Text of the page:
A bone fracture means that your bone has broken. Bone fractures will happen if some force or pressure is exerted on bones that makes them break. As a result, broken bones generally occur through some type of accident, such as a fall or a vehicle crash.
Bone fractures are most common in children and in older adults. In an older adult, bone fractures can happen more easily and take a very long time to heal, as their bones may be more brittle than the bones of younger people.
Bone fractures can occur in any bone in the body: the foot, the leg or arms, and the ankle, in addition to the rib, hip, shoulder, clavicle, and other bones.
Bone fractures are a medical emergency. It is not always apparent when you have broken a bone. You may feel pain, but attribute it to a blow from a traumatic event such as a car crash and not realize that it is a bone fracture.
Untreated bone fractures can result in permanent loss of mobility, infection of the bone, other parts of the body or the wound, and extreme pain. Depending on the break, a bone fracture can also damage surrounding areas of the body, such as the nerves and blood vessels.
You should see a doctor if you have any of the symptoms of a bone fracture. The symptoms include:
The severity of the injury depends on which bone is broken, surrounding damage, and what parts of the body are affected.
There are several different types of bone fractures. Some of them, such as displaced versus non-displaced types, refer to how the bone breaks. Others, such as closed versus open, refers to how the bone interacts with the rest of the body.
When a displaced fracture happens, the bone breaks into at least two parts, and perhaps more. The pieces then move in such a way that the ends are not aligned straight. A fracture that results in the bone being broken in many pieces is termed “comminuted.”
A nondisplaced bone fracture means that the bone does not move and still has the correct alignment, whether it has broken part of the way or completely through.
If a bone breaks and causes an open wound or goes through the skin, it is termed an open fracture. These are also called compound fractures. Open fractures may break through the skin but then go back into the wound and be invisible. Open fractures can be more dangerous because they have a higher risk of infection. Deep bone infection, called osteomyelitis, can be especially serious, and even life-threatening. It may require lengthy treatment.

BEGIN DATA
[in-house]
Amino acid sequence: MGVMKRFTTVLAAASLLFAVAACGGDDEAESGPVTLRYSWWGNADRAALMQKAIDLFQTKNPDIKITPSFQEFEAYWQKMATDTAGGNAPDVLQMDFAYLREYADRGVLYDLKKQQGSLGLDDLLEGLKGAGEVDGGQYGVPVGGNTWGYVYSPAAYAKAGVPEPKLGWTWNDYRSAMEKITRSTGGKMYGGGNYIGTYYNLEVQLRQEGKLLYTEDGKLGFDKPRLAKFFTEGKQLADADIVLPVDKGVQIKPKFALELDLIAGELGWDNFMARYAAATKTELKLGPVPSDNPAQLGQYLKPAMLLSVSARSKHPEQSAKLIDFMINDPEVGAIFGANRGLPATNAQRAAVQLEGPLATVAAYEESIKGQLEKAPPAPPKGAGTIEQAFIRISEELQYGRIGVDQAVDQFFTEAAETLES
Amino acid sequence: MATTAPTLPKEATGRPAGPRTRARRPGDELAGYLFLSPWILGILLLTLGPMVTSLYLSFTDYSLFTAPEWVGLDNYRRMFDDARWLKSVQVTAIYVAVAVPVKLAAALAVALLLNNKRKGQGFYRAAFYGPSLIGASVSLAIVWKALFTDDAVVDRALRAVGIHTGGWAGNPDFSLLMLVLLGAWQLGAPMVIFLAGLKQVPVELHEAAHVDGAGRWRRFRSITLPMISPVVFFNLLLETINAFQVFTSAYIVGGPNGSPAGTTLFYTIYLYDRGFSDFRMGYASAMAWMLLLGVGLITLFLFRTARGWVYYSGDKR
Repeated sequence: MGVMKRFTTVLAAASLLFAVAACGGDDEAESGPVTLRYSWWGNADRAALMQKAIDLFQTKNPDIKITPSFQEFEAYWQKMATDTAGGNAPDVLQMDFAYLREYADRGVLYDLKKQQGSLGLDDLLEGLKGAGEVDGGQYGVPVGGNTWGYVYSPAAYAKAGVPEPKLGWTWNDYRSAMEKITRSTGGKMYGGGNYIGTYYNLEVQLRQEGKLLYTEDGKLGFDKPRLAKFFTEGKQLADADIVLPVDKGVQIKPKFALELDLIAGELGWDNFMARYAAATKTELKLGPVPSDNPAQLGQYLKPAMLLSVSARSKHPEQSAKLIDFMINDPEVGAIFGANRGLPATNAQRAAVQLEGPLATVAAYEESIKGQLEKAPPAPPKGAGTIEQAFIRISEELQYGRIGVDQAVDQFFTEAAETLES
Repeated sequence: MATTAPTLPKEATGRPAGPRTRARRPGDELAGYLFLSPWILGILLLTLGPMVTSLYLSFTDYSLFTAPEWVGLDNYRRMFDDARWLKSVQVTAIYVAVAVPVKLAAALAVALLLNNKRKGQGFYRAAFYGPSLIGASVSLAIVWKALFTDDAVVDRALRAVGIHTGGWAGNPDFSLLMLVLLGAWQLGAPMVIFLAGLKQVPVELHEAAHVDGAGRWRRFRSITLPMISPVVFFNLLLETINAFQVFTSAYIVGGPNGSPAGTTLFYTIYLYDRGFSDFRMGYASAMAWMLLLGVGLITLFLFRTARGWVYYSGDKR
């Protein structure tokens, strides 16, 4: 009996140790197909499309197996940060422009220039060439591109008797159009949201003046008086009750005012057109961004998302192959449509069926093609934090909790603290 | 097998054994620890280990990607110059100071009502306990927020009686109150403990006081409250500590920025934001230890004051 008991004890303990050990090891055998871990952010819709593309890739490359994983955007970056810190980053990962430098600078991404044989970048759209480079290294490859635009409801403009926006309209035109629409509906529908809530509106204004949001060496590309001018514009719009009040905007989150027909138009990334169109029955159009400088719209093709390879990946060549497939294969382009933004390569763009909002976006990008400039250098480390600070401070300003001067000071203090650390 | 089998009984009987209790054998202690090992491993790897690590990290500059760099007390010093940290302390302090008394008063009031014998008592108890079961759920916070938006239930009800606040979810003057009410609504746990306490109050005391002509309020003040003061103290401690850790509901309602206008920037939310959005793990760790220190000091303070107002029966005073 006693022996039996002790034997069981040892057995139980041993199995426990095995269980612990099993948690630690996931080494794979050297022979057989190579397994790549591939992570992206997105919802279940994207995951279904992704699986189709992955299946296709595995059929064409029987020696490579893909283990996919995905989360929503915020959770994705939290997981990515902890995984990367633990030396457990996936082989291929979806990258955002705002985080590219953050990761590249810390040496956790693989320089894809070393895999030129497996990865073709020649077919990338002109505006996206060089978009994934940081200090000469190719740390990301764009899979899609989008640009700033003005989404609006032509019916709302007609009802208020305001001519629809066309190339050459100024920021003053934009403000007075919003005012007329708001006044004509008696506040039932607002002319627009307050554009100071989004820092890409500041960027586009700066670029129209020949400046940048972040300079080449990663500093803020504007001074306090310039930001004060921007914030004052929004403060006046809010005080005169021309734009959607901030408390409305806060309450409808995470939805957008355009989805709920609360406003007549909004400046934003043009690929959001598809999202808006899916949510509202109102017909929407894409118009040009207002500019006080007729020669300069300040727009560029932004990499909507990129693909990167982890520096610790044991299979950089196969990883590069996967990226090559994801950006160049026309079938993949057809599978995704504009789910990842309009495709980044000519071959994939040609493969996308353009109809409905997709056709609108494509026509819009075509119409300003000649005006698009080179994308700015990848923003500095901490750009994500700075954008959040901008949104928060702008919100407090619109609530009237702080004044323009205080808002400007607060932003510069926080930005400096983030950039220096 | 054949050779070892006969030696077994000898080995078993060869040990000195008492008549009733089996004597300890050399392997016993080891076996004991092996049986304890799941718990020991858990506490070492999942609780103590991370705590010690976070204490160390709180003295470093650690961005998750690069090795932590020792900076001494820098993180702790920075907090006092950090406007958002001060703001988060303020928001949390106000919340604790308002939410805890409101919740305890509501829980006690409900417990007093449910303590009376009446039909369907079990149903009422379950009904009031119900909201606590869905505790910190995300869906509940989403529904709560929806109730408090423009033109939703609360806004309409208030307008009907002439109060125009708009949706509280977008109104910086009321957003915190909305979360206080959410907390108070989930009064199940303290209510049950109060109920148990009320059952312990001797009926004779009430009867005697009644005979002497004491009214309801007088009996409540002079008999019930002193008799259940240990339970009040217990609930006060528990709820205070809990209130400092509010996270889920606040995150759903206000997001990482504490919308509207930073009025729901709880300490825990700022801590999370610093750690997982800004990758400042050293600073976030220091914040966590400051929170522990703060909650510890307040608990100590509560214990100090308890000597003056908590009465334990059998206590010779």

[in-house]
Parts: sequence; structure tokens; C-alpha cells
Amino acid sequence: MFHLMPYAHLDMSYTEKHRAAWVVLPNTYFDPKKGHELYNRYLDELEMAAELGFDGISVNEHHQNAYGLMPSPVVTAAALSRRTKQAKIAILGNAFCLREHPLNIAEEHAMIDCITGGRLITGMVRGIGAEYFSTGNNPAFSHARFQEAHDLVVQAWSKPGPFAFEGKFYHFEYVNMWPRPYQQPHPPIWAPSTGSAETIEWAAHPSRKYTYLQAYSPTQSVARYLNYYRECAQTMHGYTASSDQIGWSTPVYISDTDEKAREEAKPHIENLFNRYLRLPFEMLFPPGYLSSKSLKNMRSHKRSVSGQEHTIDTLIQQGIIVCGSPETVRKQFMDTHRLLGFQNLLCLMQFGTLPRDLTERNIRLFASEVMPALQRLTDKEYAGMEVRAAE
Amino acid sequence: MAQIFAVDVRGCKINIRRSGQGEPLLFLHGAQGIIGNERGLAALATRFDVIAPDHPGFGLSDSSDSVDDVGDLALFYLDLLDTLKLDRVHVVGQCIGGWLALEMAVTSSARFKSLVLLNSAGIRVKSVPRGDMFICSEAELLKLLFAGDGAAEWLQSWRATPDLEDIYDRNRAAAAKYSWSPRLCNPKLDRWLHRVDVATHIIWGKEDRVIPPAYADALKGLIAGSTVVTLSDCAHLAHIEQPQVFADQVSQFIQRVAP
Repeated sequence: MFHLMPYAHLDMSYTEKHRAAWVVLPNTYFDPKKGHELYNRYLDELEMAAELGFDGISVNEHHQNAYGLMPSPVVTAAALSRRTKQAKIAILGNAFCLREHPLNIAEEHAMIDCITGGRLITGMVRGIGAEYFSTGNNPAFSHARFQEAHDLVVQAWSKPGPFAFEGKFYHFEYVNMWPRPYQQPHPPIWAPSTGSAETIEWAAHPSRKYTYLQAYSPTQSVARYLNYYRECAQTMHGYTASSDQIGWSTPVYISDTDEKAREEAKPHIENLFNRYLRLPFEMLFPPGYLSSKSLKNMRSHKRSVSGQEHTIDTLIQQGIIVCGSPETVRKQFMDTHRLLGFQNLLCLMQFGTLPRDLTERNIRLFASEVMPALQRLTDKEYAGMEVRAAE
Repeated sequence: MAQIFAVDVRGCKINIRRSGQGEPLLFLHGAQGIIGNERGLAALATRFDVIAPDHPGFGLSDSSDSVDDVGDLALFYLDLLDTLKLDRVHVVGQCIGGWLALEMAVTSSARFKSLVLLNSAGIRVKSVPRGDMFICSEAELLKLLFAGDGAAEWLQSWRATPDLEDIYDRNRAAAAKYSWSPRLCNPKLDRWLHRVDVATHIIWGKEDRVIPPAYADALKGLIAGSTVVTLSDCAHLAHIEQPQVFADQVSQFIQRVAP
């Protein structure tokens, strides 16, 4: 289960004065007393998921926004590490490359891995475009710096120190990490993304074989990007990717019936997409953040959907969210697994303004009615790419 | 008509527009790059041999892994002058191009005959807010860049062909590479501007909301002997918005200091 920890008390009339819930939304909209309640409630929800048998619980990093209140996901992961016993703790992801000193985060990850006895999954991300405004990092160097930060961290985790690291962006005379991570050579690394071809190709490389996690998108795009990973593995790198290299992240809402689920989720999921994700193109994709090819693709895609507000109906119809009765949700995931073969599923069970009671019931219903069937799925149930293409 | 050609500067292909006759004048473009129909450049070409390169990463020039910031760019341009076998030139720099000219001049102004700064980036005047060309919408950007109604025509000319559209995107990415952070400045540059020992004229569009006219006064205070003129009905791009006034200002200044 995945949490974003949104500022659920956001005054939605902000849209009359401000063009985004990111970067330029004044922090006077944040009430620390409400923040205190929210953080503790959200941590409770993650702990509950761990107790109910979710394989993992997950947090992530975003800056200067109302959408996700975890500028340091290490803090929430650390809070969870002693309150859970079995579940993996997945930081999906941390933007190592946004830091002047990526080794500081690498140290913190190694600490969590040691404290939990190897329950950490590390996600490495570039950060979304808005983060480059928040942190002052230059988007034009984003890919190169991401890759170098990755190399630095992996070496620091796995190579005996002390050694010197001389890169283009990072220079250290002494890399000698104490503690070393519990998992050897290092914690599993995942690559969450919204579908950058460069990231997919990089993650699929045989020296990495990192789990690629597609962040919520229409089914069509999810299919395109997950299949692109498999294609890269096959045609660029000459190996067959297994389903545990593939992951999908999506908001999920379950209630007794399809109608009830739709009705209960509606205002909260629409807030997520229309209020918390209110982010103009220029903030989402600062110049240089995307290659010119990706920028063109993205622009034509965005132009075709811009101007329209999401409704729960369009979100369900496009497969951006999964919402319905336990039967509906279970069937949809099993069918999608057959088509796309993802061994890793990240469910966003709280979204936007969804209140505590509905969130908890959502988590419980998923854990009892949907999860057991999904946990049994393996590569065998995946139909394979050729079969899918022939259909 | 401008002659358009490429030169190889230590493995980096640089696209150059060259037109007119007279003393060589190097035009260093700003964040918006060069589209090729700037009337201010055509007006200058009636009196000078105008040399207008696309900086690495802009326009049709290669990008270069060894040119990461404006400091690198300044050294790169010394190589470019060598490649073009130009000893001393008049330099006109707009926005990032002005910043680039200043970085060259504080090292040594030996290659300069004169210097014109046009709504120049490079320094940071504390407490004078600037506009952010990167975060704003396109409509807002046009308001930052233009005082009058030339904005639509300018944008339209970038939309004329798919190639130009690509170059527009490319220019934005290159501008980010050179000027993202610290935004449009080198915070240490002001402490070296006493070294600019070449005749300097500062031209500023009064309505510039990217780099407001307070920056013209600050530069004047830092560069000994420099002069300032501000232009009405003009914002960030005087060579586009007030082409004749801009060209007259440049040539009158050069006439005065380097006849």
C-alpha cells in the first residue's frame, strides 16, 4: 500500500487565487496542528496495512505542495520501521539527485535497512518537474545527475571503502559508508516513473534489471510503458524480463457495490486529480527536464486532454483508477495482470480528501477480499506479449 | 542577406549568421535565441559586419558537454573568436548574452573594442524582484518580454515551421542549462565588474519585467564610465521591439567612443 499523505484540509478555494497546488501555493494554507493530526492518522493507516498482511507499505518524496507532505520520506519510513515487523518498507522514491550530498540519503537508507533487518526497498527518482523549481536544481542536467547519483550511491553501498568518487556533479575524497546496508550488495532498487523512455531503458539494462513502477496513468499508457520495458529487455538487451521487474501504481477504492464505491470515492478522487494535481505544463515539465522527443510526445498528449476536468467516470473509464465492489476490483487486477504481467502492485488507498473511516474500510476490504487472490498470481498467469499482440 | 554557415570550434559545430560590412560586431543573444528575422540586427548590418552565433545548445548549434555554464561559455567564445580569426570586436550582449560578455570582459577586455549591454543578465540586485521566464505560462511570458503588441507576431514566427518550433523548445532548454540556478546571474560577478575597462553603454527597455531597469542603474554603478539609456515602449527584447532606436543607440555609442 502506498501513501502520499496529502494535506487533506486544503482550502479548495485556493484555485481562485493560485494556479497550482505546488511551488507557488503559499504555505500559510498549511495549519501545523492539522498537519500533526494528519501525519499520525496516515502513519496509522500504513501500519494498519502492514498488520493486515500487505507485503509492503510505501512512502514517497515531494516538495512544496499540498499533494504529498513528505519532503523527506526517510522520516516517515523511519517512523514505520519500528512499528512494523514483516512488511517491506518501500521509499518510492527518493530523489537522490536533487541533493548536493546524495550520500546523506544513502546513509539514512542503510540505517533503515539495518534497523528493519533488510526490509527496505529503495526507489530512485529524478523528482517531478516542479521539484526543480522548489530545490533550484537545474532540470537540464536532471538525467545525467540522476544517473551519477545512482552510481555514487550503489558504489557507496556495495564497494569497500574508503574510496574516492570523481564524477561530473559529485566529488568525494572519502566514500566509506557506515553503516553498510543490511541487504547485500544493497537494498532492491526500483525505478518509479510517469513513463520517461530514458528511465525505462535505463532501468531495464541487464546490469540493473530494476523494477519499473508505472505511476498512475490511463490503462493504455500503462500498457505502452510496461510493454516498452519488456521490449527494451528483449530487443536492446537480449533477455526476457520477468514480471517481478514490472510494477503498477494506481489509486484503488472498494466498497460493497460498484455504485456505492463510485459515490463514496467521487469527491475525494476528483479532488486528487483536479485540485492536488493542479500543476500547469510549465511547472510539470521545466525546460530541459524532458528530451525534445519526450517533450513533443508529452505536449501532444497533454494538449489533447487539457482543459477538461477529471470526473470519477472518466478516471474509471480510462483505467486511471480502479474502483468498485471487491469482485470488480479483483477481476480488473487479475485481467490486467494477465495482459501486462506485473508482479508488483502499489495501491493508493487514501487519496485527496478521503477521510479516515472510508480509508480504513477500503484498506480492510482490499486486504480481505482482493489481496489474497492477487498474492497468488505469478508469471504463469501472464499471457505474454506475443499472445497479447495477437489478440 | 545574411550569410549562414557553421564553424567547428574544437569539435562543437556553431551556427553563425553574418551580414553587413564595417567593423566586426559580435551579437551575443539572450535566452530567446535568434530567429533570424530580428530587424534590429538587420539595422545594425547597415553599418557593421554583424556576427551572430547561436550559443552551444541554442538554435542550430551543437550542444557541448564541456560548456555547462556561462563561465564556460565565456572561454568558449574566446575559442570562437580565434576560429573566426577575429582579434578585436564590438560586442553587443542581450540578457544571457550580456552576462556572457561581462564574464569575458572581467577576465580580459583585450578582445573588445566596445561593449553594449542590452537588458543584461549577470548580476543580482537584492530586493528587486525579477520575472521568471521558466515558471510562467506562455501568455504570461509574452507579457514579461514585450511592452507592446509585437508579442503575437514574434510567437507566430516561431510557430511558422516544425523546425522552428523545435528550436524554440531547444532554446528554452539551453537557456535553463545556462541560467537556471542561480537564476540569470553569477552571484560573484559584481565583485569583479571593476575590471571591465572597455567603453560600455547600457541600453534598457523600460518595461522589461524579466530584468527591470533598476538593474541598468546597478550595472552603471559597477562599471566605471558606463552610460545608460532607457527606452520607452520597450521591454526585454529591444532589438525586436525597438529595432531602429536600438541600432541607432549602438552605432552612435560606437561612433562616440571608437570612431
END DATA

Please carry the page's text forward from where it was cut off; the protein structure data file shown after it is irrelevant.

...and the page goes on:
In a closed fracture, there will be no break through the skin or open wound.
If you or a loved one has a bone fracture due to the negligent action of another, it might be possible to bring a lawsuit under Louisiana’s personal injury laws. Generally, a person or organization can be charged with negligence if they knew or should have known that a situation for which they were responsible was dangerous, but did not take reasonable care to avoid it, eliminate it, or fix it.
If, for example, you rented an apartment and the outside stairs had been rickety for over a year, your landlord or a property manager could be liable for a slip and fall from those stairs that resulted in a bone fracture.
A damage claim can be brought for medical bills, physical therapy bills, loss of wages if the injury caused you to lose work time, prescription medications, and more.
Settlement amounts vary depending on the nature of the bone fracture and the amount of impairment and damages it caused. In general, if a bone fracture caused significant medical treatment and physical therapy, damages can be sought.
If a bone fracture also causes significant loss of wages, or heals in such a way that the affected person’s ability to perform a past job is impaired, damages can compensate the patient. If, for example, a person’s job required standing and a broken foot made that impossible for two months, the person can be compensated for lost wages. If the injury is such, or treated in such a way, that they will never be able to perform that job again, they can be compensated for disability.
Here are some examples of damage settlements in broken bone cases:
If you or a loved one has experienced a bone fracture due to an accident or vehicle crash, a seasoned bone injury lawyer can help. For your convenience, Bart Bernard Personal Injury Law Firm has offices in both Baton Rouge and Lafayette, Louisiana. We assist both people who are long-time residents of our communities and out-of-state residents who need advice on Louisiana law.
Our initial consultation on your case is offered at no cost to you. Call or contact me online today.
Last modified: June 14, 2017